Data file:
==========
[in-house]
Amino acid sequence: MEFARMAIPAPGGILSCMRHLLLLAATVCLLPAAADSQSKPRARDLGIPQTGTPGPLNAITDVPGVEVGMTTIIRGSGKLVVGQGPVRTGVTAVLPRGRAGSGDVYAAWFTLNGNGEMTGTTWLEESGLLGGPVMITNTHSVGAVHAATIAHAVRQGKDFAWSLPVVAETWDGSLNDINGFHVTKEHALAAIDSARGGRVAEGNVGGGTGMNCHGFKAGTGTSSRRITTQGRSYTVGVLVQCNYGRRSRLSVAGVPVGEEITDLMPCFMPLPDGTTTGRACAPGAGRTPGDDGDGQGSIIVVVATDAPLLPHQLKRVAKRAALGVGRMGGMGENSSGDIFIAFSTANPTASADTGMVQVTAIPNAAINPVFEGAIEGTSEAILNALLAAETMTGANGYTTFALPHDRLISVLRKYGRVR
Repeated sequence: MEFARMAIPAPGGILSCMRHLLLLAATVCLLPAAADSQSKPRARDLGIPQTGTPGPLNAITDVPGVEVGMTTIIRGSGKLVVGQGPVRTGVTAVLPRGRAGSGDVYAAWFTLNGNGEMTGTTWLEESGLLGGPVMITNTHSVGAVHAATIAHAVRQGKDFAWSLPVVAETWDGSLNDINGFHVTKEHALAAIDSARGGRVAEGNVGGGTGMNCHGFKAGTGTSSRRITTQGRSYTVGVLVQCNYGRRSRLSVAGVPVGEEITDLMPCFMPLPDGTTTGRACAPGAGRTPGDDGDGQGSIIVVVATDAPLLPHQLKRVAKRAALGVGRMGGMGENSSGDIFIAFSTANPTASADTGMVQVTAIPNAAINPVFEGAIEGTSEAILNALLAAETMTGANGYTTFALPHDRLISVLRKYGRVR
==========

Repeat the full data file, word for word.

[in-house]
Amino acid sequence: MEFARMAIPAPGGILSCMRHLLLLAATVCLLPAAADSQSKPRARDLGIPQTGTPGPLNAITDVPGVEVGMTTIIRGSGKLVVGQGPVRTGVTAVLPRGRAGSGDVYAAWFTLNGNGEMTGTTWLEESGLLGGPVMITNTHSVGAVHAATIAHAVRQGKDFAWSLPVVAETWDGSLNDINGFHVTKEHALAAIDSARGGRVAEGNVGGGTGMNCHGFKAGTGTSSRRITTQGRSYTVGVLVQCNYGRRSRLSVAGVPVGEEITDLMPCFMPLPDGTTTGRACAPGAGRTPGDDGDGQGSIIVVVATDAPLLPHQLKRVAKRAALGVGRMGGMGENSSGDIFIAFSTANPTASADTGMVQVTAIPNAAINPVFEGAIEGTSEAILNALLAAETMTGANGYTTFALPHDRLISVLRKYGRVR
Repeated sequence: MEFARMAIPAPGGILSCMRHLLLLAATVCLLPAAADSQSKPRARDLGIPQTGTPGPLNAITDVPGVEVGMTTIIRGSGKLVVGQGPVRTGVTAVLPRGRAGSGDVYAAWFTLNGNGEMTGTTWLEESGLLGGPVMITNTHSVGAVHAATIAHAVRQGKDFAWSLPVVAETWDGSLNDINGFHVTKEHALAAIDSARGGRVAEGNVGGGTGMNCHGFKAGTGTSSRRITTQGRSYTVGVLVQCNYGRRSRLSVAGVPVGEEITDLMPCFMPLPDGTTTGRACAPGAGRTPGDDGDGQGSIIVVVATDAPLLPHQLKRVAKRAALGVGRMGGMGENSSGDIFIAFSTANPTASADTGMVQVTAIPNAAINPVFEGAIEGTSEAILNALLAAETMTGANGYTTFALPHDRLISVLRKYGRVR